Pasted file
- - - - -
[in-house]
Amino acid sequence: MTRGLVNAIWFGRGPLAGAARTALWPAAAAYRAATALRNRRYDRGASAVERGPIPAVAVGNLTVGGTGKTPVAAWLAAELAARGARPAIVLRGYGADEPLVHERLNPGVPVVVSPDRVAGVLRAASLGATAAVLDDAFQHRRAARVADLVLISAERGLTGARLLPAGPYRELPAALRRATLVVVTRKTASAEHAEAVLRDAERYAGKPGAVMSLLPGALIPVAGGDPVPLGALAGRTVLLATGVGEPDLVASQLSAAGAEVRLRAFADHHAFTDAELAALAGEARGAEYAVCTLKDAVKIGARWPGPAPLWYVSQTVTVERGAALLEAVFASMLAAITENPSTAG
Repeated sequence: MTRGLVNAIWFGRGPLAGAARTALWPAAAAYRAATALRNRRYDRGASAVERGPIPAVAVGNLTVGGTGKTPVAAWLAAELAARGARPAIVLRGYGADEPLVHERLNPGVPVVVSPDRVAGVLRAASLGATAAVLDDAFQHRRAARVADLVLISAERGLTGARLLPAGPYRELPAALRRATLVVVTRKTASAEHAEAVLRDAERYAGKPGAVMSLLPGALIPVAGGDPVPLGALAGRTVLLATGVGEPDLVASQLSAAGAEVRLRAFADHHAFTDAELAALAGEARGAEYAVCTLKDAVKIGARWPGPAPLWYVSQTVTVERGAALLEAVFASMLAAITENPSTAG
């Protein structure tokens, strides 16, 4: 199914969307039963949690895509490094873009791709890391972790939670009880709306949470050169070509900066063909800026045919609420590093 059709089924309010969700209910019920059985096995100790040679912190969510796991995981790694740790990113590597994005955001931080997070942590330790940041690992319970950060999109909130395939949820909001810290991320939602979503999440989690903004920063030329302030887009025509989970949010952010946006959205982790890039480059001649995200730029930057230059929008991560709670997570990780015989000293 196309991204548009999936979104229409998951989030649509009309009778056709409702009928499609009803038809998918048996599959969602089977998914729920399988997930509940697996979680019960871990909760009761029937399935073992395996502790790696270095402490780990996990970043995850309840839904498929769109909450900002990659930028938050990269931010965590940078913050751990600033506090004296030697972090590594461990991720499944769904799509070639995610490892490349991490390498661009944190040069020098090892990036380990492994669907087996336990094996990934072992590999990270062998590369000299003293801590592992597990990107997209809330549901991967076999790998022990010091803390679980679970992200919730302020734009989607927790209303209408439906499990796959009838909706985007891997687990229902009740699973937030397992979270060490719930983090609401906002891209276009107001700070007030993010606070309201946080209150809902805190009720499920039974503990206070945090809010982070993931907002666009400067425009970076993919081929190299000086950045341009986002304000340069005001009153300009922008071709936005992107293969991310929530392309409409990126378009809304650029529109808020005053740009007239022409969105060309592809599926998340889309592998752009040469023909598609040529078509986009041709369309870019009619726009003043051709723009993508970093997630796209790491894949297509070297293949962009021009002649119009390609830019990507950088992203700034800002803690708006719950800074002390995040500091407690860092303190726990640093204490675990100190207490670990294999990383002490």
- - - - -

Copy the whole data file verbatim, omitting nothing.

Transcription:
[in-house]
Amino acid sequence: MTRGLVNAIWFGRGPLAGAARTALWPAAAAYRAATALRNRRYDRGASAVERGPIPAVAVGNLTVGGTGKTPVAAWLAAELAARGARPAIVLRGYGADEPLVHERLNPGVPVVVSPDRVAGVLRAASLGATAAVLDDAFQHRRAARVADLVLISAERGLTGARLLPAGPYRELPAALRRATLVVVTRKTASAEHAEAVLRDAERYAGKPGAVMSLLPGALIPVAGGDPVPLGALAGRTVLLATGVGEPDLVASQLSAAGAEVRLRAFADHHAFTDAELAALAGEARGAEYAVCTLKDAVKIGARWPGPAPLWYVSQTVTVERGAALLEAVFASMLAAITENPSTAG
Repeated sequence: MTRGLVNAIWFGRGPLAGAARTALWPAAAAYRAATALRNRRYDRGASAVERGPIPAVAVGNLTVGGTGKTPVAAWLAAELAARGARPAIVLRGYGADEPLVHERLNPGVPVVVSPDRVAGVLRAASLGATAAVLDDAFQHRRAARVADLVLISAERGLTGARLLPAGPYRELPAALRRATLVVVTRKTASAEHAEAVLRDAERYAGKPGAVMSLLPGALIPVAGGDPVPLGALAGRTVLLATGVGEPDLVASQLSAAGAEVRLRAFADHHAFTDAELAALAGEARGAEYAVCTLKDAVKIGARWPGPAPLWYVSQTVTVERGAALLEAVFASMLAAITENPSTAG
């Protein structure tokens, strides 16, 4: 199914969307039963949690895509490094873009791709890391972790939670009880709306949470050169070509900066063909800026045919609420590093 059709089924309010969700209910019920059985096995100790040679912190969510796991995981790694740790990113590597994005955001931080997070942590330790940041690992319970950060999109909130395939949820909001810290991320939602979503999440989690903004920063030329302030887009025509989970949010952010946006959205982790890039480059001649995200730029930057230059929008991560709670997570990780015989000293 196309991204548009999936979104229409998951989030649509009309009778056709409702009928499609009803038809998918048996599959969602089977998914729920399988997930509940697996979680019960871990909760009761029937399935073992395996502790790696270095402490780990996990970043995850309840839904498929769109909450900002990659930028938050990269931010965590940078913050751990600033506090004296030697972090590594461990991720499944769904799509070639995610490892490349991490390498661009944190040069020098090892990036380990492994669907087996336990094996990934072992590999990270062998590369000299003293801590592992597990990107997209809330549901991967076999790998022990010091803390679980679970992200919730302020734009989607927790209303209408439906499990796959009838909706985007891997687990229902009740699973937030397992979270060490719930983090609401906002891209276009107001700070007030993010606070309201946080209150809902805190009720499920039974503990206070945090809010982070993931907002666009400067425009970076993919081929190299000086950045341009986002304000340069005001009153300009922008071709936005992107293969991310929530392309409409990126378009809304650029529109808020005053740009007239022409969105060309592809599926998340889309592998752009040469023909598609040529078509986009041709369309870019009619726009003043051709723009993508970093997630796209790491894949297509070297293949962009021009002649119009390609830019990507950088992203700034800002803690708006719950800074002390995040500091407690860092303190726990640093204490675990100190207490670990294999990383002490």